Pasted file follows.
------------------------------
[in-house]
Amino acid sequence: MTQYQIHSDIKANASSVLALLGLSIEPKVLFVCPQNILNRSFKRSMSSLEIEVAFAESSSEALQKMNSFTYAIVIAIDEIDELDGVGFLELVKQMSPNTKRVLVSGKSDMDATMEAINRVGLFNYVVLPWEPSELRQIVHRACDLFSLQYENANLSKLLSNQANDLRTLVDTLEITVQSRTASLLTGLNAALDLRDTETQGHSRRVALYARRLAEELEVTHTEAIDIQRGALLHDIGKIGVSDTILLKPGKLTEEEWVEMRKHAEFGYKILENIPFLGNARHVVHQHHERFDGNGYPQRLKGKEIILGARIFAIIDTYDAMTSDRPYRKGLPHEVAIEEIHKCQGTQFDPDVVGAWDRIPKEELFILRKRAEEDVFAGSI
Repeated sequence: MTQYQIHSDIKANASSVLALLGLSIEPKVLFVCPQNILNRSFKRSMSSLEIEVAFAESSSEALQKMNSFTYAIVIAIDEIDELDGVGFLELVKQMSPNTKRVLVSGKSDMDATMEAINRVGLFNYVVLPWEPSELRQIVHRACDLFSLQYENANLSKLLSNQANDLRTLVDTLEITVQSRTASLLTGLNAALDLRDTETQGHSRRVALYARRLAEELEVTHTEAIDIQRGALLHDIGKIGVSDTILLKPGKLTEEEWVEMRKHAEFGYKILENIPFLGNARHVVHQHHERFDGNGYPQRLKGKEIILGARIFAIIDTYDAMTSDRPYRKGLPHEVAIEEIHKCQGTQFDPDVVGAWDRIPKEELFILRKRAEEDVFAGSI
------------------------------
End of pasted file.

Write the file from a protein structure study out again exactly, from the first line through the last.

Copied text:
[in-house]
Amino acid sequence: MTQYQIHSDIKANASSVLALLGLSIEPKVLFVCPQNILNRSFKRSMSSLEIEVAFAESSSEALQKMNSFTYAIVIAIDEIDELDGVGFLELVKQMSPNTKRVLVSGKSDMDATMEAINRVGLFNYVVLPWEPSELRQIVHRACDLFSLQYENANLSKLLSNQANDLRTLVDTLEITVQSRTASLLTGLNAALDLRDTETQGHSRRVALYARRLAEELEVTHTEAIDIQRGALLHDIGKIGVSDTILLKPGKLTEEEWVEMRKHAEFGYKILENIPFLGNARHVVHQHHERFDGNGYPQRLKGKEIILGARIFAIIDTYDAMTSDRPYRKGLPHEVAIEEIHKCQGTQFDPDVVGAWDRIPKEELFILRKRAEEDVFAGSI
Repeated sequence: MTQYQIHSDIKANASSVLALLGLSIEPKVLFVCPQNILNRSFKRSMSSLEIEVAFAESSSEALQKMNSFTYAIVIAIDEIDELDGVGFLELVKQMSPNTKRVLVSGKSDMDATMEAINRVGLFNYVVLPWEPSELRQIVHRACDLFSLQYENANLSKLLSNQANDLRTLVDTLEITVQSRTASLLTGLNAALDLRDTETQGHSRRVALYARRLAEELEVTHTEAIDIQRGALLHDIGKIGVSDTILLKPGKLTEEEWVEMRKHAEFGYKILENIPFLGNARHVVHQHHERFDGNGYPQRLKGKEIILGARIFAIIDTYDAMTSDRPYRKGLPHEVAIEEIHKCQGTQFDPDVVGAWDRIPKEELFILRKRAEEDVFAGSI